4.8 Life insurance policies
Section 7(3) of the Act.
Sections 14(1), 15.1, 17(2), 32, 38, 39 and 62(3) of Regulation 134/98.
All life insurance policies or any actions taken for the surrendering of such policies are documented and on file.
Asset levels are adhered to and applied consistently and fairly in accordance with provincial standards.
Random file reviews are completed to ensure that the above information is documented and filed accordingly.
Application of policy
The cash surrender value of a life insurance policy is considered an asset when:
- the life insurance policy has a cash surrender value. For example, "whole life" or "twenty pay life" policies have cash surrender value. "Term" insurance policies do not
- the policy is redeemable (cashable) by a member of the benefit unit
- the person who could receive the cash surrender amount when the policy is redeemed is a member of the benefit unit
In situations where a dependent child has a life insurance policy with a cash surrender value that would exceed the asset level, the child may be removed from the benefit unit while the rest of the family may remain eligible.
It is not necessary for the applicant or recipient to cash in the life insurance policy in order to reduce their asset level. However, if the cash surrender value exceeds the allowable asset level, the applicant or recipient may be determined to be ineligible.
When a policy is cashed, the money realized (received) is considered income in the month it is received and as an asset thereafter. The applicant or recipient must be informed of all options and implications around life insurance policies. However, the Administrator may exempt funds received from the sale or disposition of a life insurance policy if they are applied toward the purchase of an exempt asset (e.g., a principle residence for the benefit unit).
An applicant declares that he/she has a life insurance policy with an available cash surrender value that exceeds the maximum asset limit. The applicant is determined to be ineligible for assistance due to excess assets.
The applicant reapplies for assistance the following month and verifies that he/she cashed the policy and received income in the month of reapplication. The applicant is determined to be ineligible if his/her income (as a result of cashing in the insurance policy) exceeds the amount of assistance for which they would otherwise be eligible.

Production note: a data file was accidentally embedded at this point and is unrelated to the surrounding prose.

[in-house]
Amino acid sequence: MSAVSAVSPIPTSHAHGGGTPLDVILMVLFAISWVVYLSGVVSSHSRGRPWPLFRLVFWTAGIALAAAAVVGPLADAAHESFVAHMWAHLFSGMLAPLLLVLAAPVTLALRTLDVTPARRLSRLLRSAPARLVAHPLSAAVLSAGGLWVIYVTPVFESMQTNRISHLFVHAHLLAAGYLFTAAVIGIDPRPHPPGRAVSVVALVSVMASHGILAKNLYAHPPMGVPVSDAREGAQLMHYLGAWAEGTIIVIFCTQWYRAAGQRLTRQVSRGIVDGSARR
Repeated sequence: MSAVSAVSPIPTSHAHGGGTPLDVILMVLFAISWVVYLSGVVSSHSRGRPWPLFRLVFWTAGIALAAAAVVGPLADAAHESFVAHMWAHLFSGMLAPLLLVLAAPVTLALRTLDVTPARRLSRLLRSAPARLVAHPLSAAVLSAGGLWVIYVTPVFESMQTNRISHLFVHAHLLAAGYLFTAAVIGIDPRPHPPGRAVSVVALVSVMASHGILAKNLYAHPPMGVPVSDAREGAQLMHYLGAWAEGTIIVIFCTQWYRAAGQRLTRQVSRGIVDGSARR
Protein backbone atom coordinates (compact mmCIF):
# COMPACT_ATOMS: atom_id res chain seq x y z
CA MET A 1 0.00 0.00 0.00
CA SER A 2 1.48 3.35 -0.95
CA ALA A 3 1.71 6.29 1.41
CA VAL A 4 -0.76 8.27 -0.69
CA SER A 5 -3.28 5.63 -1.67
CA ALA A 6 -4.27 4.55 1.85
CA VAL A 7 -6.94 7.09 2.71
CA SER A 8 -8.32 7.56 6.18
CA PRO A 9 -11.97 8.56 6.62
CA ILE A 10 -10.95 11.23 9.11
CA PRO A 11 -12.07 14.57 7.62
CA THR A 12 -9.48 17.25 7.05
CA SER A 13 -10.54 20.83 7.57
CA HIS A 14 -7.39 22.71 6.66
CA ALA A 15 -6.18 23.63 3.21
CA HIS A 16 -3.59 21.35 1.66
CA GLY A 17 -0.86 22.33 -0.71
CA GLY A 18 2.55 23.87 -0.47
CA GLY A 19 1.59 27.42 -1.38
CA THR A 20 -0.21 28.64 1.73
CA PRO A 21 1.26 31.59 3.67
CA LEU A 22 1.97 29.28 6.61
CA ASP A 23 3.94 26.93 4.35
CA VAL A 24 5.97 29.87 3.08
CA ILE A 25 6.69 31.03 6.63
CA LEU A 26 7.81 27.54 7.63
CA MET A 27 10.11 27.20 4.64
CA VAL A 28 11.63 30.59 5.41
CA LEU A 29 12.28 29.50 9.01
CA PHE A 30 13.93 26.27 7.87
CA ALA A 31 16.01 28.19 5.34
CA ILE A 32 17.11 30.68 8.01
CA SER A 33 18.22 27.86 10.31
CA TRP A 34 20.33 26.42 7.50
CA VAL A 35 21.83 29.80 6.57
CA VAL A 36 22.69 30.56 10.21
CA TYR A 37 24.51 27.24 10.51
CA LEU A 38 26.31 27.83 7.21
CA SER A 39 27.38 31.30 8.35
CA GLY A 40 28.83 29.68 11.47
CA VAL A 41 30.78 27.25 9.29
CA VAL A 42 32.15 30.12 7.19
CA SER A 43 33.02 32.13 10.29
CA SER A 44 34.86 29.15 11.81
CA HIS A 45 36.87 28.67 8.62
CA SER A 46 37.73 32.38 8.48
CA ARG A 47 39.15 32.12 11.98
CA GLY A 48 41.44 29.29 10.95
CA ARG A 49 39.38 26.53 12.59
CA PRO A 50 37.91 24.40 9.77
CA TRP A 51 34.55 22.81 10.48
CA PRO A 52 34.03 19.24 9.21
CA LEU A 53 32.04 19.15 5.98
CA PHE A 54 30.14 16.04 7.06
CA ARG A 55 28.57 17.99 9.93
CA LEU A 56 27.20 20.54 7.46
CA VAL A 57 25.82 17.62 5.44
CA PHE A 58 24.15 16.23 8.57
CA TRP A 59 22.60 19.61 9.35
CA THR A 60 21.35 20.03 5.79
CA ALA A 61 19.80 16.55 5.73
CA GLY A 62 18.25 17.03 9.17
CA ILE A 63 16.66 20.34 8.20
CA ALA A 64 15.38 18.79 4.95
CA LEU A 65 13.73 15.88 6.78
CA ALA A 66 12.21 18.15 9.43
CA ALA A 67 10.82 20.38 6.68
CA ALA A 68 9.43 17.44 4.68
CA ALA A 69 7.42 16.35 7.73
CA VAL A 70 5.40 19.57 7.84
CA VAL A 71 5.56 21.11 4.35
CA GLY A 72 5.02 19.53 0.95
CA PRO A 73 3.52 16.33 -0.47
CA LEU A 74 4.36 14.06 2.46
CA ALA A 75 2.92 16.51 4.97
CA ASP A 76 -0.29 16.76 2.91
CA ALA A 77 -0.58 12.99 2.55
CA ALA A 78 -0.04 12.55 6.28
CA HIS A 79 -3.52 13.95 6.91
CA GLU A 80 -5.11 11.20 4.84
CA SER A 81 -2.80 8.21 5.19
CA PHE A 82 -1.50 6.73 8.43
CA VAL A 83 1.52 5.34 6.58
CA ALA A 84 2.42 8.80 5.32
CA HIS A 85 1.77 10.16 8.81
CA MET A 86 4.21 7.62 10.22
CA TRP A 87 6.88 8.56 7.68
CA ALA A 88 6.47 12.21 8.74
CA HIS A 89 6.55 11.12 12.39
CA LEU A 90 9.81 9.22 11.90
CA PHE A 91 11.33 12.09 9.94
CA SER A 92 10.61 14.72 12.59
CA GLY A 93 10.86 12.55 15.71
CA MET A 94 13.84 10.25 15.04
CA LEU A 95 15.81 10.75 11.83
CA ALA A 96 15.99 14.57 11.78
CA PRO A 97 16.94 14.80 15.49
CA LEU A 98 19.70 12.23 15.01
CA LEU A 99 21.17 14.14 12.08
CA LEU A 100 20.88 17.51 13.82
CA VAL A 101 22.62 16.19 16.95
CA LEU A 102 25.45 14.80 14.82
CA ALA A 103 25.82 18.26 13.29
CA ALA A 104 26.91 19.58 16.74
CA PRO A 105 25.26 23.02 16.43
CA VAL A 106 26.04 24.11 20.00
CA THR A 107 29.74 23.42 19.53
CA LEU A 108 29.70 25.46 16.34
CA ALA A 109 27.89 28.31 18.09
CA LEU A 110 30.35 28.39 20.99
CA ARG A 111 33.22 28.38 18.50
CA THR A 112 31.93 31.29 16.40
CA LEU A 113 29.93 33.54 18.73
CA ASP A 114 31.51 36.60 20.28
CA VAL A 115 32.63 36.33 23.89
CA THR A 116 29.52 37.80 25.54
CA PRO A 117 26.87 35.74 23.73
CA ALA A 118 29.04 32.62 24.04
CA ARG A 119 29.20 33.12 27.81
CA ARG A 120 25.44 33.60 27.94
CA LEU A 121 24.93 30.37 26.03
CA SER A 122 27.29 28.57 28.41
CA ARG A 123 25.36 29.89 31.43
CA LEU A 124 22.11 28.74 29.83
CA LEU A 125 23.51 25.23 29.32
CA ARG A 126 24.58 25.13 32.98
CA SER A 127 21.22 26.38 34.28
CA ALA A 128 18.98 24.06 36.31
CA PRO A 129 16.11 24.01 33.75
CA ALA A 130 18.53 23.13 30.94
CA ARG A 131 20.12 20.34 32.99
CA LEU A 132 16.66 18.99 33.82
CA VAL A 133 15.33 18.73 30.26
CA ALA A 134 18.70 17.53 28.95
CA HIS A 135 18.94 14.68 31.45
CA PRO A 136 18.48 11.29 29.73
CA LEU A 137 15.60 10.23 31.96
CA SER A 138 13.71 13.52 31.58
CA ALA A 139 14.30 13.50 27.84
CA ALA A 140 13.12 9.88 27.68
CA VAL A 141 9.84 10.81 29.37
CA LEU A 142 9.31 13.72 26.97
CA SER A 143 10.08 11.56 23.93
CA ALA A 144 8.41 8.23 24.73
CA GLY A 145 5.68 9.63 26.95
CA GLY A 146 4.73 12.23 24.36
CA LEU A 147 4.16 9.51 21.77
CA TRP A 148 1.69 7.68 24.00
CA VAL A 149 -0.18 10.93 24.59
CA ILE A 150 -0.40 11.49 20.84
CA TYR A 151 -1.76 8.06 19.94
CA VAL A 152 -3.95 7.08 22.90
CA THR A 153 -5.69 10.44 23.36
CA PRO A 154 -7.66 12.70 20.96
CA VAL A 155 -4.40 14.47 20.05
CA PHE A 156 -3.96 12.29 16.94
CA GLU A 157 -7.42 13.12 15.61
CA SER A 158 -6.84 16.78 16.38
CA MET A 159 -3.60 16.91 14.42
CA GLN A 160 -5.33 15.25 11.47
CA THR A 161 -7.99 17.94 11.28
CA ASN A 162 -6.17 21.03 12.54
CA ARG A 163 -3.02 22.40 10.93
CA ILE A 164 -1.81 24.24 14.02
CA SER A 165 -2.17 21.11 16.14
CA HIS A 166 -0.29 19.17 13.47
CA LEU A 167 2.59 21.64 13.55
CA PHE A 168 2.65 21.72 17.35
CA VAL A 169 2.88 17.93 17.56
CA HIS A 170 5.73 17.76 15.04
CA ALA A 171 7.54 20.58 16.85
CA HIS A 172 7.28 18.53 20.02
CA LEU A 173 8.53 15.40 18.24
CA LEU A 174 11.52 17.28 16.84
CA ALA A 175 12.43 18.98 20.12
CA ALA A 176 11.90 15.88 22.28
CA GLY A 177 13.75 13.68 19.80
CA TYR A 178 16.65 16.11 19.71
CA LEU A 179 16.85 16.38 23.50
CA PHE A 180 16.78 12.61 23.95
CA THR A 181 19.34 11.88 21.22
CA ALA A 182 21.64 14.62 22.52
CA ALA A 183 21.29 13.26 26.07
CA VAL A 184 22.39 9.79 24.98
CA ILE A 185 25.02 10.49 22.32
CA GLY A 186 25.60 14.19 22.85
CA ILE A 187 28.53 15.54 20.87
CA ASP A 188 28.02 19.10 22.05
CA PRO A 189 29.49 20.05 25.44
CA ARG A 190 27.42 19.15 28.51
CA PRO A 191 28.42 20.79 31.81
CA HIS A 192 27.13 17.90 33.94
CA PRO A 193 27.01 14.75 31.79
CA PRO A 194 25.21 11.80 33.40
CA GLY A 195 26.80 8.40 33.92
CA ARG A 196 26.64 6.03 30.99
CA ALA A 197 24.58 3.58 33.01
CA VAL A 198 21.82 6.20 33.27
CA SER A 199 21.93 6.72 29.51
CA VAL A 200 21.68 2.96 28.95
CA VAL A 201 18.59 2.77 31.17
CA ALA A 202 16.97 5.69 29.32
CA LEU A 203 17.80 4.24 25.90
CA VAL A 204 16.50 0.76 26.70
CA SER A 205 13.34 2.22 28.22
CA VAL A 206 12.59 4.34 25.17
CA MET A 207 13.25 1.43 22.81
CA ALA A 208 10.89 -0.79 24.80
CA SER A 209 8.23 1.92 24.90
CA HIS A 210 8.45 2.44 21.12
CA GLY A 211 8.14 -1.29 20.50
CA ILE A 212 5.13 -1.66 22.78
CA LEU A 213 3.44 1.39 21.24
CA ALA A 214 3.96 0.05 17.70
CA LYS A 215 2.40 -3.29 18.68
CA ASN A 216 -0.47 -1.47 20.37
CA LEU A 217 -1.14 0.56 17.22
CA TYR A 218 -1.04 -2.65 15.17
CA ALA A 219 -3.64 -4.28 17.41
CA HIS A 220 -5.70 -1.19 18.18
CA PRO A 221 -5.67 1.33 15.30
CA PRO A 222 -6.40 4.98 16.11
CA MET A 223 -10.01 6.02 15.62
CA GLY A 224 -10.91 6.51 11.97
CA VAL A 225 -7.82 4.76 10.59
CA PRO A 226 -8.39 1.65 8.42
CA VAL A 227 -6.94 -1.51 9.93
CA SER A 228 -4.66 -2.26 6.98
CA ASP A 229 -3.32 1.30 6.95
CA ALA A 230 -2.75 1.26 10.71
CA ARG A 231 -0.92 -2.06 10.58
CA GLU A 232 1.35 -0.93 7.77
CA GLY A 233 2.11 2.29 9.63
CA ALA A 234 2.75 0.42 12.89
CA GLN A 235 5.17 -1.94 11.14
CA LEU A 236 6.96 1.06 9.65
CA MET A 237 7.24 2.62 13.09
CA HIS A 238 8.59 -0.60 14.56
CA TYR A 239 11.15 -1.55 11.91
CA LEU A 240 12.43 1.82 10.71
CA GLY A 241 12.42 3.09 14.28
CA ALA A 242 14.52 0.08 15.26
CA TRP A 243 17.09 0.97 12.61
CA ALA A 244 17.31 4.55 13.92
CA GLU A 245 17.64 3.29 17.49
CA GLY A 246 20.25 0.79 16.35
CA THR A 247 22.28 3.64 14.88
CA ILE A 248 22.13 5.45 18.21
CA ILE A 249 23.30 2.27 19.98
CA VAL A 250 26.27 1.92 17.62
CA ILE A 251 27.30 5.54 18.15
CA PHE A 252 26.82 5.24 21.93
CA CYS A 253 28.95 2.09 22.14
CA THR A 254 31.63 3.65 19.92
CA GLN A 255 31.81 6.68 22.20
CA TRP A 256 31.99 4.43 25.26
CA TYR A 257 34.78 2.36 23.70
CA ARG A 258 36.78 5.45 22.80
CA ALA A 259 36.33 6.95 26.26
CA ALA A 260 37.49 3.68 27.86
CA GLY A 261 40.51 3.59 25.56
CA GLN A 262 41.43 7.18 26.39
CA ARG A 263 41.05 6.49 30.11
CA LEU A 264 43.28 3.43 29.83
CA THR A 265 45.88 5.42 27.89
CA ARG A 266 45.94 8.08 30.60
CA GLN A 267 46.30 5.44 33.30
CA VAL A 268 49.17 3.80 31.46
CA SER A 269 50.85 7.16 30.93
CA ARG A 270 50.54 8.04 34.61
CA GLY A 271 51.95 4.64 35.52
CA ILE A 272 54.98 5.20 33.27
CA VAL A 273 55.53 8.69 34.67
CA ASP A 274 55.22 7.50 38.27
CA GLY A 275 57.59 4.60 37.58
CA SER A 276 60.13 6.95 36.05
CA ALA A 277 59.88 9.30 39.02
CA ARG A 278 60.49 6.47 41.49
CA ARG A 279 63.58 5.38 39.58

An applicant declares that he/she has a life insurance policy with an available cash surrender value that exceeds the maximum asset limit. The applicant is determined to be ineligible for assistance. The applicant cashes in the policy.
The applicant reapplies the following month and verifies that he/she cashed in the policy the previous month. The applicant verifies that they used the money realized to purchase a principle residence to be used by the benefit unit. The applicant is determined to be eligible for assistance as asset levels at the time of the reapplication are determined to be below the set limits.
Borrowing against policies (encumbered policies)
Some policies may have been borrowed against prior to applying for assistance. The amount borrowed prior to applying for assistance should not be included in the cash surrender value of the policy. For example, a policy may have a $2,000 cash surrender value according to the policy schedule. Information from the insurance company, however, indicates that $500 was borrowed against the policy and the cash surrender value is now only $1,500. In this case the cash surrender value for determining eligibility for assistance would be $1,500.
Some applicants and recipients may have purchased an annuity from a life insurance company. Annuities have characteristics similar to life insurance policies, including the possibility of a cash surrender value. The cash surrender value of an annuity from a life insurance company is considered an asset.